SEOUL (Reuters) – The black comedy “Parasite” is a tale of two South Korean families – the wealthy Parks and the poor Kims – mirroring the deepening inequality in Asia’s fourth-largest economy.
The film made history as the first non-English language movie to win the Oscar for best picture on Sunday, prompting South Korean social media to erupt in celebration.
The film’s message resonated with many South Koreans who identify themselves as “dirt spoons”, those born to low-income families who have all but given up on owning a decent house or climbing the social ladder, as opposed to “gold spoons”, who are from better-off families.
While inequality in South Korea is not necessarily worse than many other countries, the concept has exploded onto the political scene in recent years amid runaway home prices and a stagnating economy, undermining support for President Moon Jae-in.
Moon, in his congratulatory message, said “Parasite” had “moved the hearts of people around the world with a most uniquely Korean story”.
But the film’s message is a sharp critique of South Korea’s modern society, and director Bong Joon-ho turned to many familiar scenes around Seoul to highlight the divide between the city’s haves and have-nots.
Across South Korea the divide is visible as some of the old neighbourhoods of crumbling brick slums contrast with the gleaming high-life of Seoul’s more swanky spots.
The film uses many of those visual cues to illustrate the competition going on in society, and the sometimes “parasitic” relationships between the rich and poor.
“The uncomfortable exchanges in the movie sparked mixed feelings by hitting a sore spot in society and pitting the rich against the poor,” said Kim Chang-hwan, a 35-year-old Seoul resident.
South Korea’s economic inequality is higher than many members of the Organisation for Economic Cooperation and Development (OECD), on par with Britain and Latvia, and has worsened in recent years.
Still, its Gini coefficient, a commonly used measure of how evenly income is distributed across the population, is better than places such as the United States, according to the OECD.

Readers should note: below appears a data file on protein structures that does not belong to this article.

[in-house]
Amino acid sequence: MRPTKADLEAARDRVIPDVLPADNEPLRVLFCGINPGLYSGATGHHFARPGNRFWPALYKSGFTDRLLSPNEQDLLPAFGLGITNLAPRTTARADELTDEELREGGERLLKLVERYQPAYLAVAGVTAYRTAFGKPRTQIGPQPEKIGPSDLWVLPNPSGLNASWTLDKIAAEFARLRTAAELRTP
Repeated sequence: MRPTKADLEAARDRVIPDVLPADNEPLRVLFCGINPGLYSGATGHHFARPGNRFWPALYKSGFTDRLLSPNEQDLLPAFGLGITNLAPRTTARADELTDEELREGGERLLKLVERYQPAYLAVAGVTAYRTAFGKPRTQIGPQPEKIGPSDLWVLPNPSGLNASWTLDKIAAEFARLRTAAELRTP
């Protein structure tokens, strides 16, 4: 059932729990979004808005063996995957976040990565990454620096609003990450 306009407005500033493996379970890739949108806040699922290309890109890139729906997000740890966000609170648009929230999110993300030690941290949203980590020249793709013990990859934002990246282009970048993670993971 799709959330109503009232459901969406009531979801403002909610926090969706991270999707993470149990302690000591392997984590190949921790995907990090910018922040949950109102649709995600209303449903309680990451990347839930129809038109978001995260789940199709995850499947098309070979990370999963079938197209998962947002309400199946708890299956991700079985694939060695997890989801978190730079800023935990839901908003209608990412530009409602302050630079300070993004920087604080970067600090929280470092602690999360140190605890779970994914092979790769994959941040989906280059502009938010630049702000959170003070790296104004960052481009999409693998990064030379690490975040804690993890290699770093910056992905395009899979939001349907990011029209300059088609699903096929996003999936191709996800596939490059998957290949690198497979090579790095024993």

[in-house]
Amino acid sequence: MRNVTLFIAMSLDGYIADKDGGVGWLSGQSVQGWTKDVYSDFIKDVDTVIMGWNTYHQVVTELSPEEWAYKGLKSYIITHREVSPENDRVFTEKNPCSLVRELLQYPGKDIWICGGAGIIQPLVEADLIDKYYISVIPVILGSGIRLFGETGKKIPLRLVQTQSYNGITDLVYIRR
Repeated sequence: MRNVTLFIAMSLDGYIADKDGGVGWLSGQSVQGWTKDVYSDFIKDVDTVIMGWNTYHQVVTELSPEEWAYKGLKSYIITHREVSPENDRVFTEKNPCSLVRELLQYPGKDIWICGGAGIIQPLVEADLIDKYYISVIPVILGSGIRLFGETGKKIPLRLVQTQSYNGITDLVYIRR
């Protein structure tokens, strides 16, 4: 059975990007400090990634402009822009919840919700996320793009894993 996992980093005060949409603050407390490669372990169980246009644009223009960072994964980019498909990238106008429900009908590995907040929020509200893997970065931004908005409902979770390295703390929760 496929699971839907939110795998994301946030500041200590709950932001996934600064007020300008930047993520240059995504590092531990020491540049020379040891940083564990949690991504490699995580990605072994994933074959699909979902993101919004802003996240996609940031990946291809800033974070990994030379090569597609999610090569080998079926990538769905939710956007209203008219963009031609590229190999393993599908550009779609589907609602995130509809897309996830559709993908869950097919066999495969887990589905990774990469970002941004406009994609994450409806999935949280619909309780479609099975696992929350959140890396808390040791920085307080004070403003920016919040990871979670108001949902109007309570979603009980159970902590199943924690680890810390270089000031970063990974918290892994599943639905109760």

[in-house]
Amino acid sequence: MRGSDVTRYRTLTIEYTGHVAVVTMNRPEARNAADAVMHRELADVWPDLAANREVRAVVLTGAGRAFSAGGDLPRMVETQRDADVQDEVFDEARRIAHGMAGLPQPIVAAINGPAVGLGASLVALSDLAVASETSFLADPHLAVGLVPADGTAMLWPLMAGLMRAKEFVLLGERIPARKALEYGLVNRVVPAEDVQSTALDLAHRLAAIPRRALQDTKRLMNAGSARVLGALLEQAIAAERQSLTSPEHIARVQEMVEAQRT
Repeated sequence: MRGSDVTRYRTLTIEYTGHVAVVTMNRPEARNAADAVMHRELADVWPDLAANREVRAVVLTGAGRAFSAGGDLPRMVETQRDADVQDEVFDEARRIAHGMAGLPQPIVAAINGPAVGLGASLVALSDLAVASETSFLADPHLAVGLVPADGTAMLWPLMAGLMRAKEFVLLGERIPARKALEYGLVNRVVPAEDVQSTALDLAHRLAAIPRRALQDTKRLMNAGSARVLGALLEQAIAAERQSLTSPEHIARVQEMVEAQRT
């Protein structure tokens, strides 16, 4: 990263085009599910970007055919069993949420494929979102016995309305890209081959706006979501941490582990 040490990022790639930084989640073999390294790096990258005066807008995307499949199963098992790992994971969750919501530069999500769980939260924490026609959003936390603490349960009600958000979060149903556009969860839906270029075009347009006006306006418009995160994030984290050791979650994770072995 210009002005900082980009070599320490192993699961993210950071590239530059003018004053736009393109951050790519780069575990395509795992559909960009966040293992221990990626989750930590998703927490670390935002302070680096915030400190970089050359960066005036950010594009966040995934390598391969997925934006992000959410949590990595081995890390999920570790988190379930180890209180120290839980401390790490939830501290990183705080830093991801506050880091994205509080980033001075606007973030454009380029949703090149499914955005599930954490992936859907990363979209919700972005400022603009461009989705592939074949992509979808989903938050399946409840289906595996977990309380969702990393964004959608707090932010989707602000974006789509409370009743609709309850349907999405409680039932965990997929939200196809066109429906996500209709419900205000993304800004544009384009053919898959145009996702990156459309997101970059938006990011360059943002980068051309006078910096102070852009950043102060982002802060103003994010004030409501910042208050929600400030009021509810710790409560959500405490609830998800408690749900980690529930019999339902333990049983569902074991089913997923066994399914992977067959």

But after years of economic growth that powered the country’s recovery from the 1950-53 Korean War, South Korean’s economic future is more uncertain, causing growing concerns for many.
A 2019 survey by the government affiliated Korea Institute for Health and Social Affairs found more than 85% of South Korean respondents felt there were “very big” income gaps in society and people needed to be from a wealthy family in order to be successful.
Young people have become especially pessimistic amid a highly competitive education system and job market.
That has sent support for Moon plummeting to as low as 45% in early February, as his younger supporters express dissatisfaction with their economic prospects. While Moon is constitutionally barred from running again, a key parliamentary election is due to be held in April, posing a test for his ruling party.
In “Parasite”, one character fakes a diploma for her brother to get a job as a tutor for a rich family.
The scene reminded some South Koreans of an ongoing scandal that led to the resignation of Justice Minister Cho Kuk.
Cho resigned in December and is being prosecuted for falsifying documents regarding family investments and efforts to gain university admissions for his children. He has denied wrongdoing.
“Parasite’s win is a really great thing, but it was bitter to see the father impressed with his children’s forgery skills and their plans to get the jobs,” one Twitter user wrote, referring to one of the main characters.
The scandal struck a chord in South Korea where young people, who compete furiously through school and university, are increasingly finding themselves scrambling for a dwindling number of positions in a slack job market, in a system they see as plagued by systemic unfairness and biased in favour of the elite.
The issue was a particular disappointment to the young people who supported Moon and his party when he became president on a platform of cleaning out corruption in the government and business.
Reporting by Hyonhee Shin; Editing by Josh Smith and Alison Williams